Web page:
Made in Japan
There were no empty seats at the first-ever IPBC Japan, which took place in Tokyo on September 4, and 70% of the delegates came from the country’s corporate community. The theme of the day was change and how to deal with it. Attendees left with plenty to ponder
A packed room listens as IAM editor Joff Wild gets IPBC Japan underway
If there was one overarching takeaway to emerge from the first-ever IPBC Japan, it is that Japanese companies are now very seriously engaging with the whole notion of IP value creation. Representatives from over 40 of the country’s biggest businesses gathered at the Hotel Okura on September 4 for the day-long event, with a total attendance in excess of 200. Over the course of the day, it became clear that for most corporates, gone are the days when the overriding priority was to file as many patents as possible in order to create strong defensive positions – in the second decade of the 21st century, there is much more to IP management in Japan than that.
From the outset of IPBC Japan, the monetisation potential of Japanese portfolios was made obvious. In his opening keynote address, Japan Patent Office Commissioner Hitoshi Ito highlighted just how important intellectual property has become to the country. Overall, he explained, Japan is now running a significant trade deficit; but if you look at intellectual property, it is a different story altogether. The IP royalties that the country’s companies are generating in foreign markets have grown significantly and in 2013 stood at over Y1trillion, or $9.5 billion. This makes Japan one of the few countries in the world with an IP royalties surplus. And for ‘IP’ here, read patents – the commissioner commented that copyrights are still a negative contributor.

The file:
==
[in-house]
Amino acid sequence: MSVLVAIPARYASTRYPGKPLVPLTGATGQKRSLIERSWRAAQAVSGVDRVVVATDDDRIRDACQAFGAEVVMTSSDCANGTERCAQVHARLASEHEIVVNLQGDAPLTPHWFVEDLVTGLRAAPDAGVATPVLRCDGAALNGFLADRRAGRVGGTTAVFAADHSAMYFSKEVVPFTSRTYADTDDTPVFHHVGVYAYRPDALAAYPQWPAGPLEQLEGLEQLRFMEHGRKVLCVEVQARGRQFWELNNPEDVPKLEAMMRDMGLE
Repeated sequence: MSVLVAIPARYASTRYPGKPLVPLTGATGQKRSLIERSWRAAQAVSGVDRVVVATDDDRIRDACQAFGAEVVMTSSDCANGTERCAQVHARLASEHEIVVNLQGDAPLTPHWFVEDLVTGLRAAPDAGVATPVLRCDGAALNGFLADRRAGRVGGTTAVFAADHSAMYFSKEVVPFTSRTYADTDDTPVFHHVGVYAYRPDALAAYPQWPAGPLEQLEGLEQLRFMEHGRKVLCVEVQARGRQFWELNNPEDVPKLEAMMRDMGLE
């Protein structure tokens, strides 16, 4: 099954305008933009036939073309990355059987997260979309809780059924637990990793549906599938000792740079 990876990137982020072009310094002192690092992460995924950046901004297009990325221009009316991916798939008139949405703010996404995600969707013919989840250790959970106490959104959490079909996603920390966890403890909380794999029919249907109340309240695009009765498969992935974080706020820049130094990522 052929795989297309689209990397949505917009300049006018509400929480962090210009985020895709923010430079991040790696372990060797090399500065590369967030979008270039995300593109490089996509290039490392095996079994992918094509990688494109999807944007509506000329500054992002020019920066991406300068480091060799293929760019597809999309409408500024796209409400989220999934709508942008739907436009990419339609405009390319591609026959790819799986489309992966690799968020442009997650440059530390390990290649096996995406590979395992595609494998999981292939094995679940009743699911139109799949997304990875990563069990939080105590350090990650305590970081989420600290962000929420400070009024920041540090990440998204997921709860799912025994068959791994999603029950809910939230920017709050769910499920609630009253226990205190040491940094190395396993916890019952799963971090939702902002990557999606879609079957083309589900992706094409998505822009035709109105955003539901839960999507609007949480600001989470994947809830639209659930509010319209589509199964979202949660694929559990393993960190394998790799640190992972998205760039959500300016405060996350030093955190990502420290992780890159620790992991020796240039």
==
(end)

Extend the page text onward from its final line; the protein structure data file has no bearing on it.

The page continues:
And there is scope for plenty more on top, he implied. Compared to their counterparts in Europe and the United States, Japanese companies tend to file a much lower proportion of their patent applications in foreign markets. If they filed more, there may be the potential for even greater licensing income. Something that the commissioner did not say, but which may also be the case, is that perhaps if Japanese companies as a whole were more aggressive in searching out new royalty income streams, or more willing to agree deals with third parties that could do it for them, the patents that they already hold across the world might deliver still larger returns.